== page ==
Although all these products for personalized nutrition are using scientific approaches and scientific information, these products are still far from true, personalized nutrition. The major problem is in the reductionist approach focused on the interaction of nutrients or macromolecules on specific gene or gene products. However, an effective personalized nutrition solution requires a holistic understanding of health evaluating the interactions among diet, genes, gene products, health and environmental exposures.
A novel approach for targeted personal nutrition recommendation was recently developed by researchers at Virginia Tech (Front Nutr. 2018 Nov 29;5:117). This method is integrating data from diet, gut microbiome, electronic health records, measures of physical activity and data from wearable sensors, and based on artificial intelligence (AI) algorithms modeling. This data is used to suggest personalized lifestyle adjustments. Although this method will identify a tailored personal nutritional recommendation or products with verified predictable effectiveness, this approach is unfeasible for the food industry given the amount of data that’s required.
Moreover, consumers generally prefer a simple, effective solution, and nutrition companies prefer the easiest, and therefore cheaper, development of their products. On the other hand, a certain group of educated consumers may be interested in truly effective and tailored personalized nutrition products with proven effectiveness.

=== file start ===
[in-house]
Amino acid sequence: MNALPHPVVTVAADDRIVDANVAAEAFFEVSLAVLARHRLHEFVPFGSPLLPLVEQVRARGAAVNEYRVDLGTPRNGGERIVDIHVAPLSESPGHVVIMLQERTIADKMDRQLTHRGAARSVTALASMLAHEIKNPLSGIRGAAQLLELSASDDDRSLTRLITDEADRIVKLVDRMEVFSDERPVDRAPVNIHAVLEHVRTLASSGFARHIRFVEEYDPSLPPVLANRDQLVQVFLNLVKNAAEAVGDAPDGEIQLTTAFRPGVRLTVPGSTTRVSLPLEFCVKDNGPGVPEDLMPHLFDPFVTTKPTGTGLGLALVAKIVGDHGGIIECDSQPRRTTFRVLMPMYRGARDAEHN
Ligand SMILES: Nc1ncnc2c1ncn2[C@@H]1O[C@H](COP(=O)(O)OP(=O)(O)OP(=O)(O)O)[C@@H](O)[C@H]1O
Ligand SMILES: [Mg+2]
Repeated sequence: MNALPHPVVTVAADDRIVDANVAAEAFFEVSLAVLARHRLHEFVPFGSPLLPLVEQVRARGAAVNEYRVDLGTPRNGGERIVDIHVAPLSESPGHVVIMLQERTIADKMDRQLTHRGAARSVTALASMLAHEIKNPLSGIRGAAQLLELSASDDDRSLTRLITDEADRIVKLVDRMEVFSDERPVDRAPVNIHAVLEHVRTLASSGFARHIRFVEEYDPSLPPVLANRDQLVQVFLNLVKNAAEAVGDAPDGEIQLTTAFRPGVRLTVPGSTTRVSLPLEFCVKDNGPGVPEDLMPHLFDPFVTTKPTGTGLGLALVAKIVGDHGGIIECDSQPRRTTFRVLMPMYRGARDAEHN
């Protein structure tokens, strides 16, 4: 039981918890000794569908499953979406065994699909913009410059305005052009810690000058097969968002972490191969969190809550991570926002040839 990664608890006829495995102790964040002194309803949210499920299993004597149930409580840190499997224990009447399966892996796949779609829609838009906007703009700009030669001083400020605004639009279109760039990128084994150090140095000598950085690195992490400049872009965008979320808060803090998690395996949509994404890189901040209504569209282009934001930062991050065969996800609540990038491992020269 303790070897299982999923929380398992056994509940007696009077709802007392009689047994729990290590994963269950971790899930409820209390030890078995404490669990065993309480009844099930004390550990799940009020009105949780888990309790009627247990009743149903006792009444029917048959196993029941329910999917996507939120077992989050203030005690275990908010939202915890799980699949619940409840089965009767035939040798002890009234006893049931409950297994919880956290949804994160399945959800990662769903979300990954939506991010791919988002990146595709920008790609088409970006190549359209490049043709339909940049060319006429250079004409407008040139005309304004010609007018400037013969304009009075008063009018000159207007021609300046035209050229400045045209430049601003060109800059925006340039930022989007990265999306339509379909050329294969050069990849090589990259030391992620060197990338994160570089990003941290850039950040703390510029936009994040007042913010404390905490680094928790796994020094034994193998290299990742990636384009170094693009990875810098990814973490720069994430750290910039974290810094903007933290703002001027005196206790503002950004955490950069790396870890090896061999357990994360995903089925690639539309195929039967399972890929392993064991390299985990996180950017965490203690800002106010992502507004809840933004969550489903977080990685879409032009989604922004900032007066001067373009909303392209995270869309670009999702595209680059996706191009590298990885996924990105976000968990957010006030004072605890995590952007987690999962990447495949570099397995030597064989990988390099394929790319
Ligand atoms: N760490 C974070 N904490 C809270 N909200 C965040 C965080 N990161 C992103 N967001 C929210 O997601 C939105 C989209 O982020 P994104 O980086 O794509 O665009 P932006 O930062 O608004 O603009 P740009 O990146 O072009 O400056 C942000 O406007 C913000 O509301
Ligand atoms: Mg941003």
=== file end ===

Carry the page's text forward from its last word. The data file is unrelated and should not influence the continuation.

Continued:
Since the universal mechanisms of pharmacology and metabolism are the same for pharmaceutical drugs as for nutrition supplements, real personalized nutrition must be comparable to the science applied in personalized medicine, focusing on targeted disease prevention and therapies.
For example, obesity and diabetes are civilization diseases associated with increased blood glucose levels after a meal. People have highly varied responses to identical meals. A machine-learning algorithm integrating blood parameters, dietary habits, anthropometrics, physical activity and gut microbiota was devised to accurately predict personalized post-meal glycemic response to real-life meals (Cell. 2015 Nov 19;163(5):1079-1094). Based on the microbiome analysis of stool samples, a personalized nutrition planning kit called Day Two, which balances blood sugar level, was successfully created.